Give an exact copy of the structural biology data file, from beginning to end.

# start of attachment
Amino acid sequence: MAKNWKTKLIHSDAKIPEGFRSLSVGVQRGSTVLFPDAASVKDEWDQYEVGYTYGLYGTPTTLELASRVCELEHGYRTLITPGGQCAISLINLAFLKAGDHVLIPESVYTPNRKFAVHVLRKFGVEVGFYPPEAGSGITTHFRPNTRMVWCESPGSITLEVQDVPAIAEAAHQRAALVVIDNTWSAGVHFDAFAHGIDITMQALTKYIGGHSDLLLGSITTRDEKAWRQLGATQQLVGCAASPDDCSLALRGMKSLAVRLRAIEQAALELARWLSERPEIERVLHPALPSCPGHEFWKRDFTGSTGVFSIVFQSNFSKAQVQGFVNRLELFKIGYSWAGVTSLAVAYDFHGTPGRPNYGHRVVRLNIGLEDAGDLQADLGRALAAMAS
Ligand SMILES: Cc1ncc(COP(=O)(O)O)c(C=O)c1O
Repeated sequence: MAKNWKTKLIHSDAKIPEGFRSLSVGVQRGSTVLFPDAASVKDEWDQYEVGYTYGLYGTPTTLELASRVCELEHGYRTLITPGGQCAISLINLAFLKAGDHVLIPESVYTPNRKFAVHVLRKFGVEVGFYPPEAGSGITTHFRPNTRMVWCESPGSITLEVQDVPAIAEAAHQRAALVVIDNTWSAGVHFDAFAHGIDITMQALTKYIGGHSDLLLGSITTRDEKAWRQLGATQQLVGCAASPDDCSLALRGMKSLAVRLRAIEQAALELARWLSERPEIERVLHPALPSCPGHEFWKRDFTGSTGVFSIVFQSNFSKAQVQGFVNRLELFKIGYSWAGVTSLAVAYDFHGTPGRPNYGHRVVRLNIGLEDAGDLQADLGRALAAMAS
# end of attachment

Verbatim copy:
Amino acid sequence: MAKNWKTKLIHSDAKIPEGFRSLSVGVQRGSTVLFPDAASVKDEWDQYEVGYTYGLYGTPTTLELASRVCELEHGYRTLITPGGQCAISLINLAFLKAGDHVLIPESVYTPNRKFAVHVLRKFGVEVGFYPPEAGSGITTHFRPNTRMVWCESPGSITLEVQDVPAIAEAAHQRAALVVIDNTWSAGVHFDAFAHGIDITMQALTKYIGGHSDLLLGSITTRDEKAWRQLGATQQLVGCAASPDDCSLALRGMKSLAVRLRAIEQAALELARWLSERPEIERVLHPALPSCPGHEFWKRDFTGSTGVFSIVFQSNFSKAQVQGFVNRLELFKIGYSWAGVTSLAVAYDFHGTPGRPNYGHRVVRLNIGLEDAGDLQADLGRALAAMAS
Ligand SMILES: Cc1ncc(COP(=O)(O)O)c(C=O)c1O
Repeated sequence: MAKNWKTKLIHSDAKIPEGFRSLSVGVQRGSTVLFPDAASVKDEWDQYEVGYTYGLYGTPTTLELASRVCELEHGYRTLITPGGQCAISLINLAFLKAGDHVLIPESVYTPNRKFAVHVLRKFGVEVGFYPPEAGSGITTHFRPNTRMVWCESPGSITLEVQDVPAIAEAAHQRAALVVIDNTWSAGVHFDAFAHGIDITMQALTKYIGGHSDLLLGSITTRDEKAWRQLGATQQLVGCAASPDDCSLALRGMKSLAVRLRAIEQAALELARWLSERPEIERVLHPALPSCPGHEFWKRDFTGSTGVFSIVFQSNFSKAQVQGFVNRLELFKIGYSWAGVTSLAVAYDFHGTPGRPNYGHRVVRLNIGLEDAGDLQADLGRALAAMAS